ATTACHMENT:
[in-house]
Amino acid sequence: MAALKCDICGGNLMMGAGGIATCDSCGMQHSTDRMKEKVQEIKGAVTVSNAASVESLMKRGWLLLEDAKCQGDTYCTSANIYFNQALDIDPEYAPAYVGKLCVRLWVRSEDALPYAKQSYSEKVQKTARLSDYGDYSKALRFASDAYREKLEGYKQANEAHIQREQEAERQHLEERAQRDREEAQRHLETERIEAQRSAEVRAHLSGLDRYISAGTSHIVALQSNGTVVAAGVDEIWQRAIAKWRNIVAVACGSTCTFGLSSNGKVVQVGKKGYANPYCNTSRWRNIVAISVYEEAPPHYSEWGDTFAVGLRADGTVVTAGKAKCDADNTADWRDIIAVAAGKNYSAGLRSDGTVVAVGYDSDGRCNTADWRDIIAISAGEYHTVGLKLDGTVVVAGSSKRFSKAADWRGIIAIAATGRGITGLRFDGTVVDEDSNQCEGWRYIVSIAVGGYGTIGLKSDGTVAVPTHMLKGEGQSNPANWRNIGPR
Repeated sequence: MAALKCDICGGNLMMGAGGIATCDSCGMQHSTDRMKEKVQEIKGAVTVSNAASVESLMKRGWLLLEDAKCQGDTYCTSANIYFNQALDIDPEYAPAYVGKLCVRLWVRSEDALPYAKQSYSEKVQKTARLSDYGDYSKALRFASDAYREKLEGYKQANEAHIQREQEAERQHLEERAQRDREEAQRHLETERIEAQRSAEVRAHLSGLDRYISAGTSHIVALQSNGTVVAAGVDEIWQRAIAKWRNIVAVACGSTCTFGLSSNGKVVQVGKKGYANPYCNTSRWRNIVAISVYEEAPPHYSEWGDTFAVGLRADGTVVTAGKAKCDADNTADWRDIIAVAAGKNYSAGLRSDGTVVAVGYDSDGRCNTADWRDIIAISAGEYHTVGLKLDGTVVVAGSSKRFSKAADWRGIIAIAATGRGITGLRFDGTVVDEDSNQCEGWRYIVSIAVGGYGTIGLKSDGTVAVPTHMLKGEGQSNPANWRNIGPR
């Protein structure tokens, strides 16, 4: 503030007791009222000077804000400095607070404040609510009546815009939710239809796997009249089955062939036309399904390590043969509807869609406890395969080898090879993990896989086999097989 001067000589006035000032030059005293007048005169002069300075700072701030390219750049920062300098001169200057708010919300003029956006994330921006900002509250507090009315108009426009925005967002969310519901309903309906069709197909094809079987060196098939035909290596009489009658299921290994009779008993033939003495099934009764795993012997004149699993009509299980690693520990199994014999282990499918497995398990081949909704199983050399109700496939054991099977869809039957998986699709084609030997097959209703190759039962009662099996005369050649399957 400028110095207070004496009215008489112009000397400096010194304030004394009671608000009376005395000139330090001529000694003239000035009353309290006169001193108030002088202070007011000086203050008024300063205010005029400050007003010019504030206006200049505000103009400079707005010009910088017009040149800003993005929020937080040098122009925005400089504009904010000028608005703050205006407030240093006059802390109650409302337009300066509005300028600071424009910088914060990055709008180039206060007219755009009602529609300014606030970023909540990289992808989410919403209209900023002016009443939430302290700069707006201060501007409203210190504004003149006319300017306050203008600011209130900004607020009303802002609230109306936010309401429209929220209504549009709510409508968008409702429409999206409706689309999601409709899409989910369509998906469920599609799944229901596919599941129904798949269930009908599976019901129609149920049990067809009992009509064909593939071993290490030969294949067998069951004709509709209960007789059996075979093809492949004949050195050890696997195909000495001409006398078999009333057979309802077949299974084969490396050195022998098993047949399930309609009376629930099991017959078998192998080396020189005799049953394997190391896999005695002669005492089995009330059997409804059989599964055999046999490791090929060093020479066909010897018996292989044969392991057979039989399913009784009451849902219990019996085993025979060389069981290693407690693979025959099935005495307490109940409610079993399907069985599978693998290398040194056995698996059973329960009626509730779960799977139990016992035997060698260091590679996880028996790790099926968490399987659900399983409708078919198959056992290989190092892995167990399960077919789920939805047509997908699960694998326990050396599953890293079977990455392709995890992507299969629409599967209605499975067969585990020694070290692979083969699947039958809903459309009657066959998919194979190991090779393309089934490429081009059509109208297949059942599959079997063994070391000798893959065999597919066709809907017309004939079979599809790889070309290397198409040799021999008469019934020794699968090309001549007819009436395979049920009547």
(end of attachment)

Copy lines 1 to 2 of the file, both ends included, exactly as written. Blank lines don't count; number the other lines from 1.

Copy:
[in-house]
Amino acid sequence: MAALKCDICGGNLMMGAGGIATCDSCGMQHSTDRMKEKVQEIKGAVTVSNAASVESLMKRGWLLLEDAKCQGDTYCTSANIYFNQALDIDPEYAPAYVGKLCVRLWVRSEDALPYAKQSYSEKVQKTARLSDYGDYSKALRFASDAYREKLEGYKQANEAHIQREQEAERQHLEERAQRDREEAQRHLETERIEAQRSAEVRAHLSGLDRYISAGTSHIVALQSNGTVVAAGVDEIWQRAIAKWRNIVAVACGSTCTFGLSSNGKVVQVGKKGYANPYCNTSRWRNIVAISVYEEAPPHYSEWGDTFAVGLRADGTVVTAGKAKCDADNTADWRDIIAVAAGKNYSAGLRSDGTVVAVGYDSDGRCNTADWRDIIAISAGEYHTVGLKLDGTVVVAGSSKRFSKAADWRGIIAIAATGRGITGLRFDGTVVDEDSNQCEGWRYIVSIAVGGYGTIGLKSDGTVAVPTHMLKGEGQSNPANWRNIGPR